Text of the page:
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Virtual Reality Optimism Runs Hot, Cool

Last week was a big one in the emerging realm of virtual reality, as over-the-top video juggernaut YouTube introduced long-awaited VR-facing features aimed at bringing the new format to the masses.

Meanwhile, Facebook, a company that hopes to slice off a big piece of the VR pie through its Oculus division, isn’t so sure that virtual reality will become a mainstream consumer phenomenon right away.

But first, YouTube — it’s targeting the VR masses in two ways, with fresh, new VR videos that have been produced from the get-go to provide tantalizing 360-degree views, while also offering a much larger selection of converted flat-screen YouTube videos that deliver a VR-like experience.


The common thread in both is the cheap Google Cardboard viewer, which costs $3 to $20, depending on where one looks, but users still needs to pair the gadget to a much-more-expensive smartphone that is running the actual VR video application.

While YouTube and Google hope this relatively inexpensive way of delivering VR will attract eyeballs by the bucketload, Facebook’s attitude toward the consumer adoption rate of VR is decidedly more tempered.

Speaking last Wednesday (Nov. 4) on Facebook’s Q3 earnings call, CEO Mark Zuckerberg said he sees VR taking off at about the same speed as early PCs and first-generation smartphones — slow and steady at first.

VR and other new platforms “take a long time to develop,” Zuckerberg acknowledged. “But just to put that in perspective and compare it to the development of previous computing platforms like phones and computers, I think, the first smartphones came out in 2003, and in the first year, I think BlackBerry and Palm Treo were the initial smartphones that came out … I think they each sold in the hundreds of thousands of units.”

Don’t be mistaken — he’s extremely bullish on VR’s future. Granted, he has to be, after shelling out $2 billion to buy Oculus VR in 2014.

And Facebook and Oculus are giving a lot of attention to how VR can be affordable enough for the larger consumer market. While its high-end Oculus Rift headset is slated to ship early next year, the $99 Gear VR mobile headset (with Samsung) will be available this holiday season.


But is VR the next big thing, or the next big bubble? Research firm IHS is keen on the technology and the content ecosystem that will underpin it. Its data shows that 77% of VR funding and M&As in the last two years were related to virtual reality entertainment content.

Further, it sees the global base of VR headsets reaching 38 million by the end of 2020, holding that the market for headsets alone will be worth $2.7 billion by then.

Both Facebook and Google/YouTube appear to be on the right track, as smartphone- based headsets will comprise 64% of the market next year. However, IHS expects the most spending on hardware and content will focus on the high-end of the market, specifically for platforms such as Oculus Rift, PlayStation VR and HTC Vive.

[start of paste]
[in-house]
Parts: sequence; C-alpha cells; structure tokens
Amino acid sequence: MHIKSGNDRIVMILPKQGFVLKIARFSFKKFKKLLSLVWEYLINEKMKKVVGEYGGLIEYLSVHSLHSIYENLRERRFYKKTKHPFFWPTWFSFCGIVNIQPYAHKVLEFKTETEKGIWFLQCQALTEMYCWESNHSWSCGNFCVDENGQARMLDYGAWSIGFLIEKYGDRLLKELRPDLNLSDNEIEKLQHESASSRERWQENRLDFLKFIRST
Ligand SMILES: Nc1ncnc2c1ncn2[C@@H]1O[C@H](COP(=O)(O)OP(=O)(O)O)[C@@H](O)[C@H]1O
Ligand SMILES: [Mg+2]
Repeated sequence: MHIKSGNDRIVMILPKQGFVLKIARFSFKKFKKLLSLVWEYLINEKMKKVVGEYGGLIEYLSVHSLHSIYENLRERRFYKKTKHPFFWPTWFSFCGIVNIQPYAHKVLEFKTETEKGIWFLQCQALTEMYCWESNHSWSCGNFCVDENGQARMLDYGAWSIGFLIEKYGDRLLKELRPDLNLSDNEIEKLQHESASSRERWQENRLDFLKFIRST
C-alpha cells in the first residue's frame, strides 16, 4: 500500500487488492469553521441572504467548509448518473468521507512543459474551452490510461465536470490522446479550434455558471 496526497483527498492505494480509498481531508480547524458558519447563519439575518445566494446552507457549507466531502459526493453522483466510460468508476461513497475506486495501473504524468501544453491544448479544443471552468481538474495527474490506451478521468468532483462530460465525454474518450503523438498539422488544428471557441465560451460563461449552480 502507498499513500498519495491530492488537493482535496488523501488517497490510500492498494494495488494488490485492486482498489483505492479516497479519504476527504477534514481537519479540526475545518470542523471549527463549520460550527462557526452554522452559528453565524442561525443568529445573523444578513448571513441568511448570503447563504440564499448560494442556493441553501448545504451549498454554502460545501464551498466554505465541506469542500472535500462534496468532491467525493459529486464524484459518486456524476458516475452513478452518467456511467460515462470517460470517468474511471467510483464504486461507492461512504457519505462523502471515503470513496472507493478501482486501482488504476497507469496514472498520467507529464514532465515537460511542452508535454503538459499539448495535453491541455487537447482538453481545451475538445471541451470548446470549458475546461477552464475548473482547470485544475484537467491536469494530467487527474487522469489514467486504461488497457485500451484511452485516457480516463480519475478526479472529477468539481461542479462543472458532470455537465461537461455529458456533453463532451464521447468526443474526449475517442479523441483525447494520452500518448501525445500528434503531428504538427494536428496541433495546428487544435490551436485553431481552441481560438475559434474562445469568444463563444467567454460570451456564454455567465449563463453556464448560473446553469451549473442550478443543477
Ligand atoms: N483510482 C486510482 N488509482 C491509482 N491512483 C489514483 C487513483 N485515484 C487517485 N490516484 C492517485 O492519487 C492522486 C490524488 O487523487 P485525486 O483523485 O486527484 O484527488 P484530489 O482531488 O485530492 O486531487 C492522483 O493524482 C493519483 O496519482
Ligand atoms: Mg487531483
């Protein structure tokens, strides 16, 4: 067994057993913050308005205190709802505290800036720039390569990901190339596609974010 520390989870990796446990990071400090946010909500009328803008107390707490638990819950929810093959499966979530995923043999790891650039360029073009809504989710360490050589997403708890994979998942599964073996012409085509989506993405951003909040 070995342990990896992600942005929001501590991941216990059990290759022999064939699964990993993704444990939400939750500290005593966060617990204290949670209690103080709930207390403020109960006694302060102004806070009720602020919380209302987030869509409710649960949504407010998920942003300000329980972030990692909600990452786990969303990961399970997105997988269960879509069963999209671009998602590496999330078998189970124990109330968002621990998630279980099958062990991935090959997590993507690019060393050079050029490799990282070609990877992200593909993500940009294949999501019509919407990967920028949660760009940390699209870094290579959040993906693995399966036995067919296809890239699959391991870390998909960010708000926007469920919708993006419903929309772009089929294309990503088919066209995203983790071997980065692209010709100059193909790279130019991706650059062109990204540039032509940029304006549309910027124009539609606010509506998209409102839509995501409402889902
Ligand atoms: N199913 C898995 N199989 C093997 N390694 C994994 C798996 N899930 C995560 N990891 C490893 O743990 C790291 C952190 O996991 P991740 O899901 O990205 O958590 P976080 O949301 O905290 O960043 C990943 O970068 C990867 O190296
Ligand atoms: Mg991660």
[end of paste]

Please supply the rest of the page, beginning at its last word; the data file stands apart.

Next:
— Jeff Baumgartner

The Winner Is Ben Carson As GOP Candidate Leads With Cyber-Secure Site

Information-security training firm Infosec scoped out the websites of the top Republican and Democratic presidential candidates and declared Ben Carson’s to be the most secure.

Here is how they stacked up, and why.

Ben Carson — Grade: A.

Pros: Outsources donation and volunteer services; no store; small attack surface.

Cons: None.

Hilary Clinton — Grade: B.

Pros: Security team; up-to-date software.

Cons: Large attack surface that relies on quickly-built custom applications.

Donald Trump — Grade: B.

Pros: Outsources donation services.

Cons: May be using old software; uses partially secured WordPress site that exposes sign-on page and leaks other information.

Bernie Sanders — Grade: C.

Pros: Outsources donation services.

Cons: Uses unsecured WordPress site that exposes user names and sign-on page.

— John Eggerton

Form Suggests Function: FCC Pours a Wish List Into Disclosure Sheet

The Federal Communications Commission’s sample of the proposed new consumer disclosure form that fixed-broadband providers could use to satisfy their enhanced transparency requirements under the Open Internet Order was something of a wish list of speed and FCC-friendly business models.

The form was produced by the FCC’s Consumer Advisory Committee and recommended to the commission for adoption.

The online sample (pictured here) features a standalone fee only $5 more than a term contract (prices cited must not be “promotional”); unlimited data allowances, so no overage charges; an average speed of 53 Megabits per second downstream; and an itemized modem “gateway” device lease fee if customers did not choose their own such device.

— John Eggerton